The final cash rate of 2018 will be decided today at a meeting of the Reserve Bank of Australia (RBA).
The rate has remained at 1.5% since August 2016 and experts are not expecting it to change today.
The shadow board of the RBA at Australia National University has said there is no need for a change this month, but the need for a rate hike in the next six months “is increasing”.
That comes despite many experts suggesting a rate move may not happen until 2020.
The shadow board said there were “some encouraging signs” for Australia’s economic outlook, with unemployment remaining low and wage growth slowly improving.
However, Dr Timo Henckel, chair of the shadow board, said wage growth will need to be sustained in the future to ease household budget constraints.
Discussing today’s rate decision, Henckel said, “The RBA Shadow Board rules out any likelihood that a reduction in interest rates could be called for.
“It attaches an unchanged 53% probability that holding interest rates steady at 1.5% is the appropriate setting, while the confidence in a required rate hike equals 47%."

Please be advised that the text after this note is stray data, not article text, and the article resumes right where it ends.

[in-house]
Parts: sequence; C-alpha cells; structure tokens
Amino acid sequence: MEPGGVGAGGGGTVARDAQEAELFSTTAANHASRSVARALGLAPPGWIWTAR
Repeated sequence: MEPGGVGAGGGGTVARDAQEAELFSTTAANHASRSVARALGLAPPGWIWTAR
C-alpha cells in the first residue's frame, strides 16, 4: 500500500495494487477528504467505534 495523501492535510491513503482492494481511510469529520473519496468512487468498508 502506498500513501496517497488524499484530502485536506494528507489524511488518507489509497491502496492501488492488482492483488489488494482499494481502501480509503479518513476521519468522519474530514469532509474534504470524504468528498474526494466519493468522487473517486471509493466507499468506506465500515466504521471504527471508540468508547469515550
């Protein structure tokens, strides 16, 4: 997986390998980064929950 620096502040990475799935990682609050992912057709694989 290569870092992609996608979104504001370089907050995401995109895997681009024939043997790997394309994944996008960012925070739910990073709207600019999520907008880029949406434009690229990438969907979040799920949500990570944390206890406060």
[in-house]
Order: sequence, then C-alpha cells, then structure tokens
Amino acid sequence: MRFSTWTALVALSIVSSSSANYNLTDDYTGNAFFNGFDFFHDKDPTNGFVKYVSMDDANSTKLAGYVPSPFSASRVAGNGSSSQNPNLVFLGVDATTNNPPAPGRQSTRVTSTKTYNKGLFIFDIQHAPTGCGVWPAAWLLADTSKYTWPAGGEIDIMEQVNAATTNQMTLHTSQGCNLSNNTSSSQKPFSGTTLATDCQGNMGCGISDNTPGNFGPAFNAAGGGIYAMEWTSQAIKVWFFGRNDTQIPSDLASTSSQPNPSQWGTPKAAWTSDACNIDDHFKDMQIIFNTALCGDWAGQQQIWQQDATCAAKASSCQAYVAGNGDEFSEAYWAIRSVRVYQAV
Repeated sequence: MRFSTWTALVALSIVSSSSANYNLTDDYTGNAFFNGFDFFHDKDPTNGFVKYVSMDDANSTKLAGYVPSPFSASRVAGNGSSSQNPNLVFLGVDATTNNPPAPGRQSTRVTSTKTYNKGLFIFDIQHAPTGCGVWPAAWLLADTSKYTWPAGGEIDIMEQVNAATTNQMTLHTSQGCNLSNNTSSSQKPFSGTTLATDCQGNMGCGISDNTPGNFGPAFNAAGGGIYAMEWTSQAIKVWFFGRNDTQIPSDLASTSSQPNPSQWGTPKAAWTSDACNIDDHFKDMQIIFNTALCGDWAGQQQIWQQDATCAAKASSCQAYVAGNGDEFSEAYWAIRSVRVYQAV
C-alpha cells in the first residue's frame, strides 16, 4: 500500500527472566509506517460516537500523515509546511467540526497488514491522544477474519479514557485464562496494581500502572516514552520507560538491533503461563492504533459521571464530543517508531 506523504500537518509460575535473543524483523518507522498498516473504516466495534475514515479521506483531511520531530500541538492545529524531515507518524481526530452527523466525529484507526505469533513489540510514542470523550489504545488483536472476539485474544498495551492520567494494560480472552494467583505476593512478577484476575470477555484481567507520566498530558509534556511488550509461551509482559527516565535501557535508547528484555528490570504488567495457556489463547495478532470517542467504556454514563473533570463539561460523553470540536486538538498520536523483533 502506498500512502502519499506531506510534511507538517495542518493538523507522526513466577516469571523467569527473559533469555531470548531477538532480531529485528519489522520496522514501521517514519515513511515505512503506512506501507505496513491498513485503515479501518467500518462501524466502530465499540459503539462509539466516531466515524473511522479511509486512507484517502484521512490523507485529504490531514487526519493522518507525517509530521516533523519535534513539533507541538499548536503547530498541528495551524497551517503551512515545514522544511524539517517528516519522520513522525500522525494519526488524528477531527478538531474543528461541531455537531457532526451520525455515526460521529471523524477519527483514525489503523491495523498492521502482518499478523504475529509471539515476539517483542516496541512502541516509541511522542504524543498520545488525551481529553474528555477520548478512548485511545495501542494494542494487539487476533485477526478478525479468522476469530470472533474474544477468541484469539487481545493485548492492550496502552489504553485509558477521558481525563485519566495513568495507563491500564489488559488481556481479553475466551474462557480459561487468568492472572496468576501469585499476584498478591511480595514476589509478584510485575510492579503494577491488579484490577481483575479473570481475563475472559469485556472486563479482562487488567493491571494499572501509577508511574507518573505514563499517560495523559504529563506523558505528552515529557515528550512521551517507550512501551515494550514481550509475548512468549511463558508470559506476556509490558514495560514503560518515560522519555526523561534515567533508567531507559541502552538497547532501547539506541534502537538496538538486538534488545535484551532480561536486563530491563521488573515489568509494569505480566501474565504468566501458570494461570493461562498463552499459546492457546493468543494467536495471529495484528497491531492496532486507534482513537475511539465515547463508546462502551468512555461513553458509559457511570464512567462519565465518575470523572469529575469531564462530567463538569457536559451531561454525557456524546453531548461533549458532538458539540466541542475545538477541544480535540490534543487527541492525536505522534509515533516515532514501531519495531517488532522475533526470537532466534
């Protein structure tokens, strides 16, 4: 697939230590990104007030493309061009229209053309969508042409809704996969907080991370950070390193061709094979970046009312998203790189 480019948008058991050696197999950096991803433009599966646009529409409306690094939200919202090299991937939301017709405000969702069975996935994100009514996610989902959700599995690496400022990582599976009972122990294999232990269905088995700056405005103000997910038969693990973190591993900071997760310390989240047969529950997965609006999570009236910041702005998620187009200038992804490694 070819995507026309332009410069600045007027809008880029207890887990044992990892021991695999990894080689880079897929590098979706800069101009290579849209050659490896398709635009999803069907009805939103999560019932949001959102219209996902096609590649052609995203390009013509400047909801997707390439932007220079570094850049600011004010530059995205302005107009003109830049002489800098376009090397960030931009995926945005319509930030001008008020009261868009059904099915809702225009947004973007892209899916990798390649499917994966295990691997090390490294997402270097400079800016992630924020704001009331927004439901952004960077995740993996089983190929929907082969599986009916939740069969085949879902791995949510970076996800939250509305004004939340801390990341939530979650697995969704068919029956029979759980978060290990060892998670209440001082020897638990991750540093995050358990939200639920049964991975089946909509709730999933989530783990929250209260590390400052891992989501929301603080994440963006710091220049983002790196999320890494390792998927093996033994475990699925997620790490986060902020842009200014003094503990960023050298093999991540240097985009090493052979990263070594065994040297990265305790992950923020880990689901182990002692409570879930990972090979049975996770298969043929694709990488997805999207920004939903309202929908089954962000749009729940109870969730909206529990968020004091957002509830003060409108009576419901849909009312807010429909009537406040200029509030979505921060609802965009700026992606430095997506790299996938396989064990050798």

Looking further ahead, the estimated probability the cash rate should remain at 1.5% in six months is 26%, down slightly from November.
The estimated need for a rate decrease is unchanged at 6%, while the probability attached to a required rate hike has increased from 64% to 68%.
AMP’s Shane Oliver said the RBA remains “between a rock and a hard place”.
He added, “Strong infrastructure spending, improving non-mining investment, a lessening drag from falling mining investment and a fall in unemployment to 5% are all good news.
“But against this the housing cycle has turned down, this will act as a drag on housing construction and consumer spending via a negative wealth effect, wages growth remains weak, inflation is below target and share market volatility is highlighting risks to the global outlook. So yet again the RBA will remain on hold.”
Canstar’s group executive, financial services, Steve Mickenbecker, said inflation was still below the RBA target range.
He added, “The RBA won’t want to see mortgage stress in highly leveraged buyers who bought at the peak of the then tear away Sydney and Melbourne markets. Inflation has not rescued them yet.
“Couple this with trade uncertainties triggered by the US and Brexit, credit tightening and property prices going south, now is no time to be making the long-awaited rate rise.
“Nonetheless borrowers can expect to see their home loan rates go up. If, as expected, the US Federal Reserve has four or five increases in 2019, higher funding prices will force the lenders’ hands.”